[time-nuts] GPS antenna selection
alex at pcscons.com
Thu Aug 4 18:32:23 EDT 2016
just look the loss of the cable at 1500 MHz, and you will start to cry
at 1500MHz tha cable will have cca 30dB for a 30meter long
piece....basically that RG174 looks very nice with that small antenna
but that is the only positive aspect. Meinberg in Germany has one
up/down converting system, which makes it possible to go more than 50 meter.
On the other hand if you could stay on the balcony and use the cable
which came with the antenna, 2m to 3 meter, you could have a good
working system, but with 15m RG174 is asking to much. For 1500 MHz BNC
is not the best solution,
P.S.: wo ist diese "Austrian countryside"
On 8/4/2016 2:29 PM, Herbert Poetzl wrote:
> Dear fellow time-nuts!
> I'm currently investigating my options regarding
> GPS antennae (of course for time related purposes)
> and I'm really confused by the variety they come
> in ... (my apologies in advance for the long post).
> I'm living in a three storey house with a sloped
> roof, a covered balcony and a larger garden with
> huge trees on the Austrian countryside (Europe).
> I've walked around with my smartphone (older one)
> and I get a GPS position fix within 35s in the
> garden (nine satellites shown), within 100s on
> the balcony (also nine satellites), and not a
> single satellite can be seen indoors.
> The obvious choice would be to put the antenna on
> top in the middle of the slanted roof for a perfect
> sky view, but this brings a number of problems as
> the roof is very hard to reach and quite high.
> I have my 'lab' at the floor where the balcony is,
> so I'm considering putting an antenna there and
> run about 5-15m of coax cable to the GPS receiver.
> The advantage there is that the antenna would be
> somewhat protected (it still gets very hot during
> summer and very cold during winter, but no rain
> and no snow) and easy to reach for maintenance.
> The third alternative would be to put the antenna
> somewhere in the garden and have a rather long
> cable running to the house and up to my lab.
> Looking on eBay and Amazon shows a huge pricerange
> for active GPS antennae with and without cable.
> It seems to start at about 10 bucks with rather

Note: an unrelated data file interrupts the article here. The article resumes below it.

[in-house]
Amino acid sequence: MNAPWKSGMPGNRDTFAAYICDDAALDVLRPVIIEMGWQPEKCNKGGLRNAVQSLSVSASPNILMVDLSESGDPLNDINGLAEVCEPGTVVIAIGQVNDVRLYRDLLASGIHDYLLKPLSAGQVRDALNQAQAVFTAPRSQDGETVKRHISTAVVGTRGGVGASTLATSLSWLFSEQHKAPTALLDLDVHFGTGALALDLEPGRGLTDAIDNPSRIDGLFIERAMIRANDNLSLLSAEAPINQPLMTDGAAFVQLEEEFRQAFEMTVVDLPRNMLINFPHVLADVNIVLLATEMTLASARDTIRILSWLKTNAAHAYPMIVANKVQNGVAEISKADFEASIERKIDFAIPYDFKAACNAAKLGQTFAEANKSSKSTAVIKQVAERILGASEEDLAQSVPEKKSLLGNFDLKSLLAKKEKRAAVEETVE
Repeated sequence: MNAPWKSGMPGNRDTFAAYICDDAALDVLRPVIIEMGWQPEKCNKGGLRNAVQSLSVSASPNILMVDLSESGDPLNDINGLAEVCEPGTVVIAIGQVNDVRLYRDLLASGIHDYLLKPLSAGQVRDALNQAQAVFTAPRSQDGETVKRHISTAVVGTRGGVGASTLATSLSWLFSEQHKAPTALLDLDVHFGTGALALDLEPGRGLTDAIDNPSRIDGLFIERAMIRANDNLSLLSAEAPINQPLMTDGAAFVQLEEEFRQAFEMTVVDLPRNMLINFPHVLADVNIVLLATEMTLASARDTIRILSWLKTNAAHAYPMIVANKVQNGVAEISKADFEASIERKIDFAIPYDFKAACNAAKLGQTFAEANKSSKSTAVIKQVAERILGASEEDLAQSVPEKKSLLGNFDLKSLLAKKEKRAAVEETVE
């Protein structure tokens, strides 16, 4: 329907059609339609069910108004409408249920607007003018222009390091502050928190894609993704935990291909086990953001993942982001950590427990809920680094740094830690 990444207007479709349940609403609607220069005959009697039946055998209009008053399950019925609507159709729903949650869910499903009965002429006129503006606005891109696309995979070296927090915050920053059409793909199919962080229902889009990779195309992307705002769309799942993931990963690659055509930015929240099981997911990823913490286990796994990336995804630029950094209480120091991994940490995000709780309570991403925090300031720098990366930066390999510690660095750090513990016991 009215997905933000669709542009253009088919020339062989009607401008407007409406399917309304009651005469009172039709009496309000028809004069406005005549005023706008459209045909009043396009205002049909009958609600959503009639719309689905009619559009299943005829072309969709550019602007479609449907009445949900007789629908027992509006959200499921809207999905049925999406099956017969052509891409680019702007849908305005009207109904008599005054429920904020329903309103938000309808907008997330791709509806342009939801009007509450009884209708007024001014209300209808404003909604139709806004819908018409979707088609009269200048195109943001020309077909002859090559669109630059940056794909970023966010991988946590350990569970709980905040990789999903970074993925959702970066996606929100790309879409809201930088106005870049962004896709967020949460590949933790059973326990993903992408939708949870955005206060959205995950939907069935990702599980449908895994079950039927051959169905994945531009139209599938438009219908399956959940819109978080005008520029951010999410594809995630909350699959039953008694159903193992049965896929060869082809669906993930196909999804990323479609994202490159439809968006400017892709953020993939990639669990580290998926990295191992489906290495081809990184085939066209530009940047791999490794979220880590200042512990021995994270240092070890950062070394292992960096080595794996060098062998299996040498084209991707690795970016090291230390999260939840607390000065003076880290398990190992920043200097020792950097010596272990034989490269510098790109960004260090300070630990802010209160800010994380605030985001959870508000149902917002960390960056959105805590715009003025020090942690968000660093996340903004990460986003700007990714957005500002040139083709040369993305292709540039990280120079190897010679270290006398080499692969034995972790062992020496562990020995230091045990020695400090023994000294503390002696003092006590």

> small black boxes  designed for cars, probably
> containing a 25x25 ceramic GPS antenna and an
> amplifier, progresses over very interesting out-
> door constructions for boats and whatnot  in
> the 20-100 bucks range and finally tops with high
> end devices  way above 100 bucks.
> The information about the cheap devices is usually
> very scarce, but typically boils down to:
> 1575.42 +/- 5MHz
> 24-28dB LNA Gain with 10-25mA at (3-5V)
> 7dB f0 +/- 20MHz
> 20dB f0 +/- 50MHz
> 30dB f0 +/- 100MHz
> They seem to use RG174 and come with SMA as well
> as BNC connectors (and a number of others as well).
> The mid range devices seem to use larger antennae
> with smaller tolerances (+/- 1MHz) and larger
> voltage ranges for the amplifier (3-13V).
> - What are the key specifications which need to
> be verified before buying a GPS antenna?
> - How can they be compared based on incomplete
> - Is a place on the roof or in the garden worth
> the trouble over the covered balcony?
> - Are there any typical pit-falls or general
> tips and tricks regarding mounting and cable
> connection to the receiver?
> Many thanks in advance and my apologies again for
> the rather lengthy post. Please feel free to point
> me to previous discussion regarding this topic.
> All the best,
>  http://www.ebay.com/itm/99-Good-GPS-Antenna-SMA-Screw-Needle-10m-Super-Signal-Navigation-DVD-Antenna-/171802461614
>  http://www.ebay.com/itm/Standard-Horizon-XUCMP0014-GPS-Antenna-f-CP150-CP160-CP170/331364914004
>  http://www.ebay.com/itm/NEW-FURUNO-GPA018-Gps-dgps-Antenna-/182223355414
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